Thematic Panel 4 - TAME Markers and the Procedural/Conceptual Distinction


Cécile Barbet, Alain Rihs & Louis de Saussure

University of Neuchatel, Switzerland

Opal Coast University, France

1.Theme and Purpose of the Panel

According to Wilson and Sperber (1993: 1), an utterance can be expected “to encode two basic types of information: representational and computational, or conceptual and procedural – that is, information about the representations to be manipulated, and information about how to manipulate them.” Markers of tense, aspect, modality and evidentiality (TAME) are particularly challenging for the conceptual/procedural distinction because of their non obvious status regarding this distinction. The panel is intended a specific follow up of the “Procedural Meaning: problems and perspectives” Conference that took place in Madrid last October. We assume that issues about TAME markers could greatly benefit from the significant progresses that have been done recently in this particular area of research.

The relevance-theoretic notion of procedural encoding was first used to describe the functions of discourse connectives such as so and after all in the interpretative process. For instance, Blakemore (1987) considers that these expressions neither contribute to the utterance’s truth-conditional content nor do they trigger any specific conceptual representation but they nevertheless maximize relevance by constraining the derivation of implicatures. Later, it has been argued that some expressions, like pronouns, can also constrain the utterance’s explicit (truth-conditional) content (see Wilson & Sperber 1993, Nicolle 1996). It is also the case of the Sissala ‘hearsay’ particle re according to Blass (1990). Finally, it has been suggested that some expressions encode both procedural and conceptual information. For Moeschler (2002), this is potentially the case for every linguistic expression, whereas Nicolle (1997) or Fraser (2006) mainly concentrate on discourse markers, discourse connectives and illocutionary markers or pronouns.

In this perspective, Fraser (2006) suggests that “every linguistic form potentially contains three types of semantic information: procedural, which specifies the role it plays in the interpretative structure of the sentence; conceptual, which specifies its representational content; and combinatorial, which specifies with what constituents and in what way it may combine to produce more complex semantic structures.” From the point of view of grammaticalization, Nicolle (1998) assumes that markers of tense or modality can be viewed as encoding such combinatorial meanings. Grammatical markers can exhibit some ‘semantic retention’ (see Bybee, Perkins & Pagliuca, 1994) – meaning lexical retention, and the grammaticalization process can be viewed as a process of proceduralization.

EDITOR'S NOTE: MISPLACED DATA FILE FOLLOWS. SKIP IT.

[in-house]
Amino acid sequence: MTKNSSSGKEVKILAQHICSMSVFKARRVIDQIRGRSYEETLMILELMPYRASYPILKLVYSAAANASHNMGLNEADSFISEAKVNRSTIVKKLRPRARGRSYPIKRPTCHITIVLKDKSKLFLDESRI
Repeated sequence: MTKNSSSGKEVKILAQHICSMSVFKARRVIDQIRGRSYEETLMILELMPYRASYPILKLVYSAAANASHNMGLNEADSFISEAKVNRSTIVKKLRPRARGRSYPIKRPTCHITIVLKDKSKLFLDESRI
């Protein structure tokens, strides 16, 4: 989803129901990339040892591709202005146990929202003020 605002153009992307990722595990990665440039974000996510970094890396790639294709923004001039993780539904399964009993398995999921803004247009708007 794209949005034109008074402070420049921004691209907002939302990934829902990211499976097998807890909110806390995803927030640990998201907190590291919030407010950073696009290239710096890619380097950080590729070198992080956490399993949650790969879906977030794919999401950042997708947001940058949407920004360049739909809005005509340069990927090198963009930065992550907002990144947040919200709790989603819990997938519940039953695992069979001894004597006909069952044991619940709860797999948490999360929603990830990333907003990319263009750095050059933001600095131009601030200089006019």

The two connected questions that arise from the ‘combinatorial meaning’ hypothesis are the following:

-Can (usually considered) conceptual expressions encode some load of procedural information?

According to Blakemore (2007), a distinction has to be done between procedural expressions, which provide constraints on the inferential path the hearer is intended to follow to achieve relevance, and expressions such as evidential adverbials, illocutionary adverbials or parentheticals which simply encode a constituent of the conceptual representation which achieves relevance in virtue of the information it provides about the interpretation of their hosts. She suggests that the expression ‘conceptual constraints’ (i.e. constraints which are communicated by an expression which encodes a constituent of a conceptual representation) account for the latter case.

-And can (usually considered) procedural expressions encode some conceptual information?

Saussure (2003) conceives ‘procedures’ as organized sequences of instructions: when all the effects of meaning of an expression cannot be calculated on the basis of a single concept (i.e. when the concept does not exhaust the explanation of all the interpretations in context), then the considered expression triggers an interpretive procedure, and any conceptual information that seems attached to it is in fact unmotivated. For example the concept of ‘followingness’ is reducible to an instruction like “place the event E after the previously mentioned event E 0 ” within the general procedure of a word like ensuite in French (which encodes as well other information).

The panel would gather communications on the theme of TAME markers and the procedural/conceptual distinction focusing on the following (non-exclusive) topics:

-Do TAME markers contain both conceptual and procedural information? What type of instructions do TAME markers convey?

-Defining features of TAME marker’s procedural content

-Grammaticalization of TAME markers interpreted as proceduralization

-Experimental inquiries on TAME markers enlightening their status and evidence from psycholinguistics

-Computational models

2. Scientific Committee

Regina BLASS, SIL International and AIU Nairobi,

Victoria ESCANDELL-VIDAL, Universidad Nacional de Educacion a Distancia, Madrid (UNED)

Bruce FRASER, Boston UniversityElly IFANTIDOU, University of AthensJacques MOESCHLER, Université de Genève

Steve NICOLLE, SIL and AIU Nairobi

Thorstein FREITHEIM, Norwegian University of Science and Technology,